But a Republican defeat in the Nov. 7 elections could at least limit Bush's ability to interfere with initiatives by other international players who might want to step back from the brink of World War III.

Conversely, another Republican victory might well lock in a future of near-endless war abroad and ever-increasing political repression at home.


Robert Parry broke many of the Iran-Contra stories in the 1980s for the Associated Press and Newsweek. His latest book, Secrecy & Privilege: Rise of the Bush Dynasty from Watergate to Iraq, can be ordered at It's also available at, as is his 1999 book, Lost History: Contras, Cocaine, the Press & 'Project Truth.'



Sep. 27, 2006 - Updated Sep. 29, 2006

Rattling the Cage: The big con about Iran


Despite all the skepticism, the US and Israel do have a military option in Iran: preemptive nuclear annihilation.

The US and Israel, or the US by itself, or maybe even Israel by itself, can destroy Iran and its 69 million people, probably in a matter of hours or even less, and then nobody in the world will have to worry about those crazy maniacs getting the bomb. Things would be sort of weird afterward, it's hard to say what the consequences might be, but the Iranian threat would be behind us.

Other than that, though, there is no military option in Iran. If we didn't learn this from the Americans' ongoing experience in Iraq, we should have learned it from Israel's recent experience in Lebanon.

Many people think it's possible to wipe out Iran's nuclear facilities, or at least cripple them, from the air. But did Israel manage to wipe out or cripple Hizbullah's weapons from the air? Incidentally, Iran is about 150 times the size of Lebanon. And Hizbullah's underground military bunkers were built by the Iranians; imagine what they've built for themselves at home.

But I don't want to misrepresent the case for an air attack on Iran's nuclear works; those in favor allow that it might well require commandos and maybe small infantry units to ferret out the nukes and make sure they're destroyed.

When I hear this, I think of American soldiers roaming around Iraq looking futilely for weapons of mass destruction, then I remember that Iran is four times bigger than Iraq, with more than twice the population, and a military that dwarfs what Iraq had when the US invaded in 2003.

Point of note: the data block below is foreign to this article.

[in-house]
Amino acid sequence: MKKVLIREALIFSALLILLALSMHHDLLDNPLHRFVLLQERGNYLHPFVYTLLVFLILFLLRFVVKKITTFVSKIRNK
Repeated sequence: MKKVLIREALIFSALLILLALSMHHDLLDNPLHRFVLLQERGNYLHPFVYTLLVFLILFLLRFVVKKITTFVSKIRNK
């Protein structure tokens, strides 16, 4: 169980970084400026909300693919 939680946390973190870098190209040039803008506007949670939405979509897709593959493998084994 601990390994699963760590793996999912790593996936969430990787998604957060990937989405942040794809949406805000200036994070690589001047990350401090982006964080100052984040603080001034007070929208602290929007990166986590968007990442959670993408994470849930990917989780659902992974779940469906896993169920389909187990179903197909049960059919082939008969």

I think, also, of how small units of Israeli infantry went into south Lebanon at the start of this summer's war, and how everyone soon realized that those soldiers wouldn't be enough - which happened at about the same time everyone realized the Air Force wouldn't be enough, either - and that instead, a massive ground invasion would be necessary.

And all that was just for tiny little Hizbullah and south Lebanon. How many troops and how big a war effort would be needed to take on Iran?

No one knows. How long would the soldiers have to stay in Iran before the nuclear threat were removed, if it could be removed? How would Iran fight back? Would it fire missiles at Israel? Would it use chemical and biological weapons? How far beyond Iran would the war spread? How many soldiers and civilians would die?

Again, nobody knows. And on the basis of what we've seen in Iraq and Lebanon, nobody can even make a decent guess, least of all the calm, confident generals and politicians who are so good at promising "victory."

But I think people know by now that before a country goes to war, it has to be prepared to weather the worst possibilities, not just the most blissful ones. I don't think anybody will believe the same sort of pie-in-the-sky predictions about fighting war in Iran that they believed about fighting one in Iraq and in Lebanon. And I suspect the non-believers include George W. Bush and Ehud Olmert, no matter what they say publicly.

I FIGURE they know that trying to take out Iran's nuclear facilities by conventional means requires a huge military commitment and huge risks with no guarantee of success. It means being prepared for a much bigger war than the US has been fighting in Iraq for the last 3-1/2 years, and counting.